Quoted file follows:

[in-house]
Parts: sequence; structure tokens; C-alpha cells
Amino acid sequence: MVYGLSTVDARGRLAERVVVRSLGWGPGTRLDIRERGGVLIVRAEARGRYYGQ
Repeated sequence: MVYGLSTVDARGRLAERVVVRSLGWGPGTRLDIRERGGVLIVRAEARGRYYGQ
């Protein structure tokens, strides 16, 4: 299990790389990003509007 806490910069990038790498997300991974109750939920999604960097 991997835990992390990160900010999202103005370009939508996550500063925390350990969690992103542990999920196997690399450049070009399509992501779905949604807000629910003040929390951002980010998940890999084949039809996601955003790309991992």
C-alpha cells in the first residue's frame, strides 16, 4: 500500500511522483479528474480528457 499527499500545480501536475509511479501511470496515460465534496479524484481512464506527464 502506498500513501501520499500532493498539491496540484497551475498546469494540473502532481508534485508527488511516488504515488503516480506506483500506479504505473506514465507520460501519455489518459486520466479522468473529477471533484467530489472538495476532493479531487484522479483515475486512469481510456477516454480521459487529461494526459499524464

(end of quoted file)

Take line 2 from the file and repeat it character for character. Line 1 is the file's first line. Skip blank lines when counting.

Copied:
Parts: sequence; structure tokens; C-alpha cells